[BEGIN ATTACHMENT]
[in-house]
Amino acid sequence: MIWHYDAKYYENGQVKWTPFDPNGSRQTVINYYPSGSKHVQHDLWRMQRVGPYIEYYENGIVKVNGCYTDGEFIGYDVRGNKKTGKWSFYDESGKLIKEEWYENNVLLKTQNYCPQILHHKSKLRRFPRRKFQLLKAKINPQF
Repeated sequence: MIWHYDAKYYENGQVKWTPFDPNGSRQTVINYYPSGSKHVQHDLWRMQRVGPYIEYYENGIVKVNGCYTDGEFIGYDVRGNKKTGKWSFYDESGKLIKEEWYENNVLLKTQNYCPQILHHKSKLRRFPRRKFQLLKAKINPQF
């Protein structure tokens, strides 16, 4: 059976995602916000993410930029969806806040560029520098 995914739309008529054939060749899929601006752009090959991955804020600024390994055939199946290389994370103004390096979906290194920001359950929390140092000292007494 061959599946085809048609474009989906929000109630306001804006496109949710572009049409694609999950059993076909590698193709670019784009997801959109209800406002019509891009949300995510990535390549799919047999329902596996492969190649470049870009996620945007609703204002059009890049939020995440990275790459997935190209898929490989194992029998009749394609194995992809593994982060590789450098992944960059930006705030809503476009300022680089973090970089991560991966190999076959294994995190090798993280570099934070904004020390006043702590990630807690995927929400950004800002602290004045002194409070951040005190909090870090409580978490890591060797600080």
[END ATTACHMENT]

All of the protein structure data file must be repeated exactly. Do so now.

[in-house]
Amino acid sequence: MIWHYDAKYYENGQVKWTPFDPNGSRQTVINYYPSGSKHVQHDLWRMQRVGPYIEYYENGIVKVNGCYTDGEFIGYDVRGNKKTGKWSFYDESGKLIKEEWYENNVLLKTQNYCPQILHHKSKLRRFPRRKFQLLKAKINPQF
Repeated sequence: MIWHYDAKYYENGQVKWTPFDPNGSRQTVINYYPSGSKHVQHDLWRMQRVGPYIEYYENGIVKVNGCYTDGEFIGYDVRGNKKTGKWSFYDESGKLIKEEWYENNVLLKTQNYCPQILHHKSKLRRFPRRKFQLLKAKINPQF
């Protein structure tokens, strides 16, 4: 059976995602916000993410930029969806806040560029520098 995914739309008529054939060749899929601006752009090959991955804020600024390994055939199946290389994370103004390096979906290194920001359950929390140092000292007494 061959599946085809048609474009989906929000109630306001804006496109949710572009049409694609999950059993076909590698193709670019784009997801959109209800406002019509891009949300995510990535390549799919047999329902596996492969190649470049870009996620945007609703204002059009890049939020995440990275790459997935190209898929490989194992029998009749394609194995992809593994982060590789450098992944960059930006705030809503476009300022680089973090970089991560991966190999076959294994995190090798993280570099934070904004020390006043702590990630807690995927929400950004800002602290004045002194409070951040005190909090870090409580978490890591060797600080």